Virtual World Utilized in ESL Instruction

Secondlife.com

http://support.google.com/chat/bin/answer.py?hl=en&answer=161934

My university has a large population of students from China.  Most of these students are struggling with the English language.  These students are often timid about engaging in conversation and socializing because of their minimal exposure to English speaking peers.  After doing research, I found these students are often more comfortable in practicing their English skills in a virtual environment.  Additionally, students would benefit by being connected through the chat feature available through gmail. For many students who are learning English as a second language, a virtual environment and chat will make the transition easier.  There will potentially be less nervousness than would be present with face to face interactions.  Based on research from Knutzen and Kennedy in 2012, “Chat proved to an extremely useful form of interaction for new users: the typing medium allows additional time for second language learners to compose their responses, and the tolerance for misspellings or poor syntax was much higher than for incorrect pronunciations or syntax in the spoken form” (Knutzen and Kennedy).  Since the chat feature provides a large benefit, I looked closely at this feature.  Additionally, I wanted to find an environment where students in the ESL program could learn from students who spoke English as their primary language.  “The immersive virtual environment offers a very good simulation of face-to-face interaction, with its fast-paced small talk and informal language style” (Knutzen and Kennedy).  There were issues with finding an appropriate virtual environment.  The options were either for younger children or they were filled with adult content.  My hope would be to connect English speaking students from my university with our students from China in a virtual world.  I felt the students from China would be more comfortable with their peers versus faculty. I needed an environment that would be appropriate for both groups.  I want the students to engage in conversations about activities on campus, social issues relevant to our university and American traditions/behaviors.  My university does not have the money to develop a virtual world just for our students.  Some universities do this.  Lingnan University in Hong Kong teamed with Texas A&M in a virtual world to assist students from Hong Kong in improving their English (Knutzen and Kennedy).  The administrators of this partnership used Second Life as their virtual environment (secondlife.com).  The virtual world can be designed specifically for the needs of the user.  Unfortunately, the users are limited by the templates available on the website.  The use of chat is the first step in building English skills.  Eventually, the ultimate goal remains “the achievement of audio voice communications” (Knutzen and Kennedy).  Additionally, the increased involvement of the instructor is necessary.  In my mind, this should only happen after the students become comfortable with the learning environment.  In some virtual environments, it is possible for students to use their own voices as a means of communication in the virtual world.  As students become more comfortable, this option would be beneficial.  Initially, the instructor should monitor, but not be intrusive.  It is a priority that the students become comfortable in the virtual learning environment..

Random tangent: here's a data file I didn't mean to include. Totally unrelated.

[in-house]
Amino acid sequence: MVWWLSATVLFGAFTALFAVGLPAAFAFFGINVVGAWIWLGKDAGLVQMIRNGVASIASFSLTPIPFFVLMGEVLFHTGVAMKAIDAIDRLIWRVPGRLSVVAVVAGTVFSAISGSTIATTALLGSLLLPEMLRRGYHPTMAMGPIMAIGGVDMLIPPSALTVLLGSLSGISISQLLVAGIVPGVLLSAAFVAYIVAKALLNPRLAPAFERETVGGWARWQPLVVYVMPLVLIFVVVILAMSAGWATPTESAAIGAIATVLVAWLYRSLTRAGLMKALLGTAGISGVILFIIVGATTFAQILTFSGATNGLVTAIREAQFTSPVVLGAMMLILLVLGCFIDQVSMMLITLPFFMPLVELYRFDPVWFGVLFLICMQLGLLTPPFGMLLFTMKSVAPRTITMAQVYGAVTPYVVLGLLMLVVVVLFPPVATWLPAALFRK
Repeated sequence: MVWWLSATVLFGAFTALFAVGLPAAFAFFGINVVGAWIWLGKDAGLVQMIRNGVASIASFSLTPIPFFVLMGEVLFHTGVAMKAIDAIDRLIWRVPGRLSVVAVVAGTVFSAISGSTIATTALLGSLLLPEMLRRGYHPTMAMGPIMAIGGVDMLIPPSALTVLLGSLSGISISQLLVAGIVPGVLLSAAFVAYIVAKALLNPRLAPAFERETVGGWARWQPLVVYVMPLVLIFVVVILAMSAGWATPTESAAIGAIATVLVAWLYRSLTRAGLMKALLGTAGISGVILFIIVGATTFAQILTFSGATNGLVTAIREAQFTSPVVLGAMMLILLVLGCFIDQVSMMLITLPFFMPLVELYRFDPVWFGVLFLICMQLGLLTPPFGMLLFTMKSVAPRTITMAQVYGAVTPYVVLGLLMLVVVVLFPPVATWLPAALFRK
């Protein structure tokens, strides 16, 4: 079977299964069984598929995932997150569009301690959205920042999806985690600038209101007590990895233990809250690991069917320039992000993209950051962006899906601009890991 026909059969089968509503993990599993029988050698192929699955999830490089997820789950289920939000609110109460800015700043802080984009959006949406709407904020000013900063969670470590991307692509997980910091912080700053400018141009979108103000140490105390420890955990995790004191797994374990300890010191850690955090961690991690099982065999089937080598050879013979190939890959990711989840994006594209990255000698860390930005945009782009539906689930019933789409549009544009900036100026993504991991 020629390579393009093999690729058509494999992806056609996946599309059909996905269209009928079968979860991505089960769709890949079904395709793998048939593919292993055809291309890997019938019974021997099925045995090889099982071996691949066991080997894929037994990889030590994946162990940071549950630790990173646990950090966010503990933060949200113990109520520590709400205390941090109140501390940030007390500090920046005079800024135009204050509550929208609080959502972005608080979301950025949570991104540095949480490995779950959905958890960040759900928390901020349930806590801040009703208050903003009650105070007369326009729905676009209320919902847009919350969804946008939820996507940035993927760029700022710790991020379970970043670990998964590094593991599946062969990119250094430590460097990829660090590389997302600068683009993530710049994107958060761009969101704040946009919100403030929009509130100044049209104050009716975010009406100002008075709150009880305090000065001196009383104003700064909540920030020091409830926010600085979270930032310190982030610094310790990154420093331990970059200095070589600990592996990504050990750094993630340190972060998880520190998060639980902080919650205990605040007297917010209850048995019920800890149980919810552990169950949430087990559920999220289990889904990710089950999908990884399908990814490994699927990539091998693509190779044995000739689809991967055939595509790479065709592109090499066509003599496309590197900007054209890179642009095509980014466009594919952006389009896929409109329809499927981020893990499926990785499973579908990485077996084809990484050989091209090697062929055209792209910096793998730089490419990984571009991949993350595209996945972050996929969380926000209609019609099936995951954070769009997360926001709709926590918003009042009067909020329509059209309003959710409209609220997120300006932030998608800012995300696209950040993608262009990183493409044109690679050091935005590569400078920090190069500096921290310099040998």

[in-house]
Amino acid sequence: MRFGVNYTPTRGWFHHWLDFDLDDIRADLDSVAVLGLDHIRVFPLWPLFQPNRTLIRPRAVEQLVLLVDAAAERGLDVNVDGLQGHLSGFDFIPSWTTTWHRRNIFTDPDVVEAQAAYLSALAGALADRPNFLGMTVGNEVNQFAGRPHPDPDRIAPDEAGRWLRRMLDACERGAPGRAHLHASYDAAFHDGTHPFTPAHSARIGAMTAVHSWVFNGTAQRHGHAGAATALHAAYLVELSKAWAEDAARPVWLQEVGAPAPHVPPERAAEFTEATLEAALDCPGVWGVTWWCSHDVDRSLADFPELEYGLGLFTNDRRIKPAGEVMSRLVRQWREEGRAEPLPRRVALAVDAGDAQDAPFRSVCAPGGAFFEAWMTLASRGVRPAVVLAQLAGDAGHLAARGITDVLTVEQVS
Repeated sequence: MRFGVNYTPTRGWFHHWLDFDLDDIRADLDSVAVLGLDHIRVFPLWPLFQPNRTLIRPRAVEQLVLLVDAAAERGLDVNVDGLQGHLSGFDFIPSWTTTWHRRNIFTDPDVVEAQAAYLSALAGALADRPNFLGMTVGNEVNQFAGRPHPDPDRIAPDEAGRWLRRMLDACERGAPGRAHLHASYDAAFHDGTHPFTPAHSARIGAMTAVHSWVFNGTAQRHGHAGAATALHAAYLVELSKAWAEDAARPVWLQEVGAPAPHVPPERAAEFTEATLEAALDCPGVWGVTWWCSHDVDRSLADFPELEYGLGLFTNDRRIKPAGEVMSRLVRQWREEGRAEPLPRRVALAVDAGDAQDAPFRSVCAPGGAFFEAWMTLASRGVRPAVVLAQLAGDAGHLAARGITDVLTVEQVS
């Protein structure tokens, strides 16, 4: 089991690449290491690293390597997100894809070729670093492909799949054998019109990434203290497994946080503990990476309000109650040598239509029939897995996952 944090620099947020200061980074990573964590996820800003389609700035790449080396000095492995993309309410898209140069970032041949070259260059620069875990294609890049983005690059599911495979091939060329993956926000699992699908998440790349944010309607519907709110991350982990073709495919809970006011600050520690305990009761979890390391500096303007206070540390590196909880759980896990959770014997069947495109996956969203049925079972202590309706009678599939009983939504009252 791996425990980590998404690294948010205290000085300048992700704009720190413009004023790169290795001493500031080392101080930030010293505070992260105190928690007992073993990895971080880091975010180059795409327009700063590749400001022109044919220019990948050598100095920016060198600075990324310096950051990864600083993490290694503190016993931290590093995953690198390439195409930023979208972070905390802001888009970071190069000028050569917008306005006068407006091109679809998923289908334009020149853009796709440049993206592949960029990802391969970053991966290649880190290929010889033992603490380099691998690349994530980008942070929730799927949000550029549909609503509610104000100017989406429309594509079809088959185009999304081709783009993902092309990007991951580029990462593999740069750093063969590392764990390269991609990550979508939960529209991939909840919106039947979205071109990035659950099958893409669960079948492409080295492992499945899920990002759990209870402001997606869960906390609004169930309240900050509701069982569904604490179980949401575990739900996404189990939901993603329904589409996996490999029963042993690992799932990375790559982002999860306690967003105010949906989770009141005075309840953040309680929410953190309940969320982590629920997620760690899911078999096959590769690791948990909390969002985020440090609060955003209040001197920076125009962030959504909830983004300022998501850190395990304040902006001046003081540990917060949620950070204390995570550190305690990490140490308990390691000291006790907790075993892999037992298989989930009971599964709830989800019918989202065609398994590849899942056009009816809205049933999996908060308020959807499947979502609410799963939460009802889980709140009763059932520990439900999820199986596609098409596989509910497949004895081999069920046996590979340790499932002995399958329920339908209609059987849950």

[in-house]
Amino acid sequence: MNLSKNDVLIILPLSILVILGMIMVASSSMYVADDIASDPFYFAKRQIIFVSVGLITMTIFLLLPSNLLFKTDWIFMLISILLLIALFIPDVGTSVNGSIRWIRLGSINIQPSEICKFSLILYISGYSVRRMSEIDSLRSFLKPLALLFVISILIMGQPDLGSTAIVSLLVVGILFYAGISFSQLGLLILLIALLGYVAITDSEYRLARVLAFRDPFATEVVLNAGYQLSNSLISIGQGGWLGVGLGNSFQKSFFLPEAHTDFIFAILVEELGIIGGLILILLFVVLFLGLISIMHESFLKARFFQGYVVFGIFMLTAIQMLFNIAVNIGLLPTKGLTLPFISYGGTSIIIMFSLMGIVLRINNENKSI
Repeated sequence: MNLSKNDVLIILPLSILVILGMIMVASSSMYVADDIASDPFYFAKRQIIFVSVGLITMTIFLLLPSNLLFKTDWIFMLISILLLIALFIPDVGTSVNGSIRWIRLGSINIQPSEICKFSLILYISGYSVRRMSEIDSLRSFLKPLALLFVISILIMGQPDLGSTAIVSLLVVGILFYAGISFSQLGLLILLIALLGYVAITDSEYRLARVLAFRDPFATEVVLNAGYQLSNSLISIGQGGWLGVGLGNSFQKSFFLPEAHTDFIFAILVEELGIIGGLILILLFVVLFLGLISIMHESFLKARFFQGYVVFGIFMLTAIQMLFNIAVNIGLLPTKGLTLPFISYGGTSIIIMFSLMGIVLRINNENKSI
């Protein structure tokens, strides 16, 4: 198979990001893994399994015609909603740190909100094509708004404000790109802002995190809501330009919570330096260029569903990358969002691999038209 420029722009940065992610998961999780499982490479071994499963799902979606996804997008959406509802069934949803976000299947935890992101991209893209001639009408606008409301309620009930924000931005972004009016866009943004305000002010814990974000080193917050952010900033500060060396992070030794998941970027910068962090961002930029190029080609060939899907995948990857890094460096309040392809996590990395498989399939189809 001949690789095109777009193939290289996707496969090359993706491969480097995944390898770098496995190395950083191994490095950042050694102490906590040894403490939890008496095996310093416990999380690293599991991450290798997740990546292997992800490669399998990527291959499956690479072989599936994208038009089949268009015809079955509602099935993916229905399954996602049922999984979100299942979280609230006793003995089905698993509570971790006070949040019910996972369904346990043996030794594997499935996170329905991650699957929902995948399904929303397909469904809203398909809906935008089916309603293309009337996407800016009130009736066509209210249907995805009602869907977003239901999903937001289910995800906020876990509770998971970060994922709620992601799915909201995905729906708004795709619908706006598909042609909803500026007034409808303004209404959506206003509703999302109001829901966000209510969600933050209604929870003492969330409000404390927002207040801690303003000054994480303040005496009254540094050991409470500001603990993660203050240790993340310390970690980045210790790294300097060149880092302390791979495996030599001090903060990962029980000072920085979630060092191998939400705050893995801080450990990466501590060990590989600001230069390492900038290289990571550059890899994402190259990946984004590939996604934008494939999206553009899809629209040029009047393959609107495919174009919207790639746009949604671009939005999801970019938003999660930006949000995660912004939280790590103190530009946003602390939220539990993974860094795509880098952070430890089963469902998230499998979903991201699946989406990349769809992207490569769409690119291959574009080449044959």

Knutzen, B., & Kennedy, D. (2012). The Global Classroom Project: Learning a Second Language in a Virtual Environment. Electronic Journal Of E-Learning, 10(1), 90-106.

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3 Responses to Virtual World Utilized in ESL Instruction

  1. Janet Broadbent says:

    Hi Angela – I too would love to create a more ESL adult friendly simulated environment for second language students to interact on a more social level, but still have the chance to learn from first language speakers. A simulated environment does take provide a unique solution to the problem of students reluctance to speak out in public. Along with providing a place where they can practice English at any time, not just in the classroom. Cheers Janet.

  2. rkylekennedy says:

    Hello Angela, I also looked into the advantages of secondlife.com. I completely agree that a virtual setting would create a more calming atmosphere for students to be themselves and also provide motivation for language learners to speak out more than they would in a face-to-face setting. I really like your idea of using this virtual setting to connect the international students at your school with its native speakers. Not only does this idea provide pathways for learners to improve their language skills, but it is building bridges among the communities of the campus. My thoughts for using secondlife, were to build a community for my students to come into contact with ESL students from other countries and schools.
    Great Post!
    -Robert

  3. Hi Angela, I also found Second Life as I was researching game based learning. I think it’s a great way to involve all students without putting pressure on those students who are shy and socially awkward. It also allows students with language barriers to participate in a visually enriched platform to increase their speaking vocabulary. I also found that Sim City is releasing an education based format to their popular game. Hopefully as these virtual environments evolve, there will be more options for teachers to adapt the field of play to the needs of their students.
    -Michelle

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